Aid agencies are ramping up their efforts to help out hundreds of thousands of flood victims in Pakistan.
The Pakistani government says more than eight million people, mostly in Sindh province in the south, have been affected by monsoon rains.
The United Nations estimates about 1.5 million people are living in relief camps or temporary settlements.
The World Health Organization says it has confirmed a number of disease outbreaks, including acute respiratory infections, skin and diarrheal diseases.
Aid officials estimate more than two million people are affected by flood-related diseases and fear the diseases will spread quickly.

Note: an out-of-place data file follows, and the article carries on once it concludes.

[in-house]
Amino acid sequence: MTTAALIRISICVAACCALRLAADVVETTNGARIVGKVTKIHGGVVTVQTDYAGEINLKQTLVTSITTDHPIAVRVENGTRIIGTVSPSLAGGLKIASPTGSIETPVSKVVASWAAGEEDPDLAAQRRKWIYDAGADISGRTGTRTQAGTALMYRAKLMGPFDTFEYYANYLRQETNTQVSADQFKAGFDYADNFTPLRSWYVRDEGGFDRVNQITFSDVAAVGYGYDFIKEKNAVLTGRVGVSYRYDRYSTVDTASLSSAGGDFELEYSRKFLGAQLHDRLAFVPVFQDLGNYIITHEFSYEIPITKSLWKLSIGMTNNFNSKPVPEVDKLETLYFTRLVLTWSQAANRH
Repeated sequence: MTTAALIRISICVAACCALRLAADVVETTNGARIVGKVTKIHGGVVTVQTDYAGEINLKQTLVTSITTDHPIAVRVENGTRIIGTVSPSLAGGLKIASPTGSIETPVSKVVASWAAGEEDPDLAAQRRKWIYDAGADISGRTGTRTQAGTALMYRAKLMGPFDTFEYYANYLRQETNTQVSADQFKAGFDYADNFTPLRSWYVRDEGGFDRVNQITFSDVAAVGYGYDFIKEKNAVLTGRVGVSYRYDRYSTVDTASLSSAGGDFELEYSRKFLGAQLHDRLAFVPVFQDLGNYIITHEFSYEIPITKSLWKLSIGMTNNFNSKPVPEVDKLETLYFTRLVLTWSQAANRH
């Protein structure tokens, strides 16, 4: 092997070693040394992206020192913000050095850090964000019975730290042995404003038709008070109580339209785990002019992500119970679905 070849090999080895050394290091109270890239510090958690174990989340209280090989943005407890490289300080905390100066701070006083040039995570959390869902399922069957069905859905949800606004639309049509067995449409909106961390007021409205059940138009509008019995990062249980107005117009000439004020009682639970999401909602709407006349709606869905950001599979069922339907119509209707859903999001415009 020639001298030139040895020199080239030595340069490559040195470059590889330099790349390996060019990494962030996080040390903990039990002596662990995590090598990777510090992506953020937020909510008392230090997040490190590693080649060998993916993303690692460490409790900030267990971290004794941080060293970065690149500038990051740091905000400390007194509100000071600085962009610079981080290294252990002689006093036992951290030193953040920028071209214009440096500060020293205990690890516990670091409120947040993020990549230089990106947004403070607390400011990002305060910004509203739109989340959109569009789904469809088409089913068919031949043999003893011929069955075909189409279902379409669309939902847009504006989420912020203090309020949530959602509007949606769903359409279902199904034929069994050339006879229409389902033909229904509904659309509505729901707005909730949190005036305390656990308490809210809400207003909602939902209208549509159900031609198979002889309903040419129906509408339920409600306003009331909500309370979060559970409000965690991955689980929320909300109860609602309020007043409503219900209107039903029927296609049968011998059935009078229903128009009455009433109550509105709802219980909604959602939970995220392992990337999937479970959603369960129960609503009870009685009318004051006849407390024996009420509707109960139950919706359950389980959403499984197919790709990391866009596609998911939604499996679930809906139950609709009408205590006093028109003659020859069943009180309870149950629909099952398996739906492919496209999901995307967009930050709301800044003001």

Adding to the dire circumstances is a lack of manpower.
"People who have in the past worked as aid delivery workers are themselves in problems, their homes are inundated and families displaced," Irshad Bhatti of the National Disaster Management Authority (NDMA) told the BBC's Urdu service.
Bhatti also said there was a lack of co-ordination between aid groups and the military.
Jemini Pandya of the International Organization for Migration said her agency is working with the Pakistan navy to deliver 1,000 shelter and non-food relief kits to families stranded in villages in Sindh province.
But Pandya said it’s only a fraction of what’s needed.
The UN World Food Program plans to feed more than two million people by October.
The UN launched an appeal last week for $365 million US to help those in Sindh and neighbouring Balochistan province.